Paper: 2017 Phase coexistence and electric-field control of toroidal order in oxide superlattices

Phase coexistence and electric-field control of toroidal order in oxide superlattices

Reviews and Highlights Quantum Science Molecular and Soft-matter Ultrafast Nano-optics and Nanophotonics Mineralogy and Geochemistry

Anoop R. Damodaran, James D. Clarkson, Zijian Hong, Huiyun Liu, Ajay K. Yadav, C. T. Nelson, Shang-Lin Hsu, Margaret R. McCarter, Kyoung-Duck Park, Vasily Kravtsov, Alan Farhan, Yonki Dong, Zonghou Cai, Pablo Aguado-Puente, Francisco P. García-Fernández, Jorge Íñiguez, Javier Junquera, Andreas Scholl, Markus B. Raschke, Long-Qin Chen, Dillon D. Fong, Ramamoorthy Ramesh, and Lane W. Martin
Nature Materials 16, 1003 (2017).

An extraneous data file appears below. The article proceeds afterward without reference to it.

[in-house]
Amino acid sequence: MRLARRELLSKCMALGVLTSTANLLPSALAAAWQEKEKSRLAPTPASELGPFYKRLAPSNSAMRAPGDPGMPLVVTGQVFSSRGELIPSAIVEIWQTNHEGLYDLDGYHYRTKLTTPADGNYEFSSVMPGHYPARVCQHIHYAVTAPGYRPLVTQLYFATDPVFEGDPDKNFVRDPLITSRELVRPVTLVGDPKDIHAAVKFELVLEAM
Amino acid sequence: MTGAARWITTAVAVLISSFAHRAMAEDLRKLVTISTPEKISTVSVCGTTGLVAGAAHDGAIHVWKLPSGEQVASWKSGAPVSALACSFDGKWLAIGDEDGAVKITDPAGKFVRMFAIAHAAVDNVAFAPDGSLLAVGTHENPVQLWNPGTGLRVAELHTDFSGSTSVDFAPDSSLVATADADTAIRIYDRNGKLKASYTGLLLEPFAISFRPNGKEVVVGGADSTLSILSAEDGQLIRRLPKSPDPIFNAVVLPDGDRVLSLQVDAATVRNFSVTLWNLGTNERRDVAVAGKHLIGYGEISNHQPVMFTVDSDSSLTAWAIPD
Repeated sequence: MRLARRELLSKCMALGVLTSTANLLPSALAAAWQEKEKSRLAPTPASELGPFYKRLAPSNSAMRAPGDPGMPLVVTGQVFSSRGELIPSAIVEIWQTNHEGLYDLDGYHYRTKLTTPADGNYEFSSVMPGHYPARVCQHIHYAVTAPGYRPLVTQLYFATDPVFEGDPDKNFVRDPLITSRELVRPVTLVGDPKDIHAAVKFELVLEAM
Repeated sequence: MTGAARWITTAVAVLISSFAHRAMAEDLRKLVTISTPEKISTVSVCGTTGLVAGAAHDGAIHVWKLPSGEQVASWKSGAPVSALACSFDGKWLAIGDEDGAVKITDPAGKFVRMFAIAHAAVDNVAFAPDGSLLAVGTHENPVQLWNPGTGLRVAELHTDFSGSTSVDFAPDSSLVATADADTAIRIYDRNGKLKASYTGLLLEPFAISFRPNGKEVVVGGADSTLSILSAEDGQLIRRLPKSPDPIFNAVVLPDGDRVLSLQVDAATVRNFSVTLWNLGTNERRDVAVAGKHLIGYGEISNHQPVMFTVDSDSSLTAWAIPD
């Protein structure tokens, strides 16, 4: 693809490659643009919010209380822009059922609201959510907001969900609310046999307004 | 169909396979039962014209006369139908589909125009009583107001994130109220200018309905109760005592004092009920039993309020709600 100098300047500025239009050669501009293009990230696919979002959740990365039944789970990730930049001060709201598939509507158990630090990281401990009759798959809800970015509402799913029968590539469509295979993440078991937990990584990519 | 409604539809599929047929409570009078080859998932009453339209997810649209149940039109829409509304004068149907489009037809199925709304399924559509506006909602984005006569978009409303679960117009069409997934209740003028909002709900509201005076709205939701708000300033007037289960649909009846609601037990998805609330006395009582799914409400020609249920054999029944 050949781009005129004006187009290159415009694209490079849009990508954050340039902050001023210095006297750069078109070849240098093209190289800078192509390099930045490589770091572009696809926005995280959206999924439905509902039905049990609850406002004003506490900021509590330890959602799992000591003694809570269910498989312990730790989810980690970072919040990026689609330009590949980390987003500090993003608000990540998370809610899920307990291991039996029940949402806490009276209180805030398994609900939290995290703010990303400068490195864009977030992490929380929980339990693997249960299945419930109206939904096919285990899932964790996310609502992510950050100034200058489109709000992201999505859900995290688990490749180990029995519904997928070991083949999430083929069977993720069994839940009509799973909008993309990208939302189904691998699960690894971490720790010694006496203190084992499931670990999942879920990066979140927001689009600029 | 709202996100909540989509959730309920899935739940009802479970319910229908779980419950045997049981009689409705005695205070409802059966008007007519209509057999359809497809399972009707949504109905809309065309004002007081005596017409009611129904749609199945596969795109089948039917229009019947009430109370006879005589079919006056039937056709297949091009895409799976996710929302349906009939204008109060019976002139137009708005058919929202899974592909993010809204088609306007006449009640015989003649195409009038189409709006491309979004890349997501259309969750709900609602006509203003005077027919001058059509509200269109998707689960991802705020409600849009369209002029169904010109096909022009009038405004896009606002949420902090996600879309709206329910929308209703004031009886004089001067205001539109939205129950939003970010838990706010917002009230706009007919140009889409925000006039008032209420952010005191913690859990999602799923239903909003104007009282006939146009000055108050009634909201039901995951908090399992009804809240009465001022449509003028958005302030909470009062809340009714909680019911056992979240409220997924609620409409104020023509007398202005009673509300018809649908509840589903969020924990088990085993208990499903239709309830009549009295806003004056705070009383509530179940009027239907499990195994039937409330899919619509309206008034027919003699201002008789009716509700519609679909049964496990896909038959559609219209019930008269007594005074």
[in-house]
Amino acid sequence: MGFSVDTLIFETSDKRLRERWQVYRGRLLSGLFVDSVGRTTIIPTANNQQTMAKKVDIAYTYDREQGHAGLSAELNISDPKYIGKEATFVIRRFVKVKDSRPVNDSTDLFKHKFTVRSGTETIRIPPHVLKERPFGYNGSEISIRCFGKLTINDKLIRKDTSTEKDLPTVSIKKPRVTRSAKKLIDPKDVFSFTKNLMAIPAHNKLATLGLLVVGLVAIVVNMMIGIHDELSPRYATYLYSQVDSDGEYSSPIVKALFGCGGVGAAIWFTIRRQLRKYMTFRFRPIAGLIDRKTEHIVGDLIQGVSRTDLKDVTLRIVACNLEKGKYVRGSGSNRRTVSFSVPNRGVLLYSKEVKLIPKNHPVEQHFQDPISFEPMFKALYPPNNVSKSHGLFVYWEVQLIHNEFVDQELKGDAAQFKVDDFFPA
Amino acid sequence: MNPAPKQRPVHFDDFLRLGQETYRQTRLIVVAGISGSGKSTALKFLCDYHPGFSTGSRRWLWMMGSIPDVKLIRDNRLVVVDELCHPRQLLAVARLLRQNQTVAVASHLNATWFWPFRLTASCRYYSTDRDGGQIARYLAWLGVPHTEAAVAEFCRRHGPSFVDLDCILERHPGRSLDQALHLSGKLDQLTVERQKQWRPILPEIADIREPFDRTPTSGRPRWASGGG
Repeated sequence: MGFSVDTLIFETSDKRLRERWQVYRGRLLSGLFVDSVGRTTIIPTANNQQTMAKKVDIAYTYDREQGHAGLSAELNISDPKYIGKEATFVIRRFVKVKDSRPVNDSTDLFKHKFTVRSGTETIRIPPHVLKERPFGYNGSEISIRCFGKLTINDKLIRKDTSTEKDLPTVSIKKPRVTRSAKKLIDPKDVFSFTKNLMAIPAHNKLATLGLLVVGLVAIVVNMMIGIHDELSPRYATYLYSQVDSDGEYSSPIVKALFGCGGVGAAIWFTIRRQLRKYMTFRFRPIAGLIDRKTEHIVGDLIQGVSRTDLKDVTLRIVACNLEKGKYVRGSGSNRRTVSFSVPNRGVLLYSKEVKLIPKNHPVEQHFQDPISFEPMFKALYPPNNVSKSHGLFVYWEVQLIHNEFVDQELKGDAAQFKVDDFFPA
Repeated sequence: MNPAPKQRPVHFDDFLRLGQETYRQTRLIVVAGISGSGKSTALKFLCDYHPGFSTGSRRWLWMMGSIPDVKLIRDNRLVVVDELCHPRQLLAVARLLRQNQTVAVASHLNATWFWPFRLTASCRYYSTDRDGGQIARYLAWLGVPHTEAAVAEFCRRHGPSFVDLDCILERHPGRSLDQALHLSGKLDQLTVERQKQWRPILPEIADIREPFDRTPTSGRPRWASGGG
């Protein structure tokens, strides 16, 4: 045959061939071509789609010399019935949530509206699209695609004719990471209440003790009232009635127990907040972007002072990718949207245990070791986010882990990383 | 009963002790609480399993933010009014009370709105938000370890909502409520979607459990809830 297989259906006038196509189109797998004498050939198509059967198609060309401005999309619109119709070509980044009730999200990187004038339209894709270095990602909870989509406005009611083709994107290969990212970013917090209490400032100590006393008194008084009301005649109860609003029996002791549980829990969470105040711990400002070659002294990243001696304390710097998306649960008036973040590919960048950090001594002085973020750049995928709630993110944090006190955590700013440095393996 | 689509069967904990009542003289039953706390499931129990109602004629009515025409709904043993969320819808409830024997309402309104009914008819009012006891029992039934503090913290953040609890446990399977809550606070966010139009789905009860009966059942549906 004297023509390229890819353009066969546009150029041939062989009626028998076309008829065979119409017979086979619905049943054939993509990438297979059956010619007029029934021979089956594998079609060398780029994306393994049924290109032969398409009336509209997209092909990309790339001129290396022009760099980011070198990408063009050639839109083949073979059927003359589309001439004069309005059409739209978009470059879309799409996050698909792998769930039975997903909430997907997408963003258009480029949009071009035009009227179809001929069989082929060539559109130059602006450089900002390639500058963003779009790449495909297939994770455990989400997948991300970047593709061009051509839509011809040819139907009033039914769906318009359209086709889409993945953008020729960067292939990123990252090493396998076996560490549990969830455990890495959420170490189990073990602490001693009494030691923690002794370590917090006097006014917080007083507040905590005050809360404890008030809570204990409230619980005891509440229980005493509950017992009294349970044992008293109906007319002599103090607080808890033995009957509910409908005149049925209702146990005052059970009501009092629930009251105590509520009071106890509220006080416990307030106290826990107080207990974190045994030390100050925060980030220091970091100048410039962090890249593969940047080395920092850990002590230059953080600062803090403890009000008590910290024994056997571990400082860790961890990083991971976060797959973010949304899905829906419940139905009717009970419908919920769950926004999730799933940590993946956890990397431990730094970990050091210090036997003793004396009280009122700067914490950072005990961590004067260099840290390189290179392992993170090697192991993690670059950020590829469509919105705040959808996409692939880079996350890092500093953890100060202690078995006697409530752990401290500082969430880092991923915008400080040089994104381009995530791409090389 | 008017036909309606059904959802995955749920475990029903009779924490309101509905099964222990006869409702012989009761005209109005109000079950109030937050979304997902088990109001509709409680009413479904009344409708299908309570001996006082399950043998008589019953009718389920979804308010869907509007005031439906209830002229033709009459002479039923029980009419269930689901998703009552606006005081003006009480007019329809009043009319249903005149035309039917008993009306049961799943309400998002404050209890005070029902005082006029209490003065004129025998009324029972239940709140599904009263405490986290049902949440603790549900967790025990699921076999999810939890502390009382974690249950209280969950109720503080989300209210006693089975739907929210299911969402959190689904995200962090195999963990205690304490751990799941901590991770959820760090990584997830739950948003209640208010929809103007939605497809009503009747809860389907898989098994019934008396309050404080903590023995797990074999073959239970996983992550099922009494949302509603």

Systems that exhibit phase competition, order parameter coexistence, and emergent order parameter topologies constitute a major part of modern condensed-matter physics. Here, by applying a range of characterization techniques, and simulations, we observe that in PbTiO3/SrTiO3 superlattices all of these effects can be found. By exploring superlattice period-, temperature- and field-dependent evolution of these structures, we observe several new features. First, it is possible to engineer phase coexistence mediated by a first-order phase transition between an emergent, low-temperature vortex phase with electric toroidal order and a high-temperature ferroelectric a1/a2 phase. At room temperature, the coexisting vortex and ferroelectric phases form a mesoscale, fibre-textured hierarchical superstructure. The vortex phase possesses an axial polarization, set by the net polarization of the surrounding ferroelectric domains, such that it possesses a multi-order-parameter state and belongs to a class of gyrotropic electrotoroidal compounds. Finally, application of electric fields to this mixed-phase system permits interconversion between the vortex and the ferroelectric phases concomitant with order-of-magnitude changes in piezoelectric and nonlinear optical responses. Our findings suggest new cross-coupled functionalities.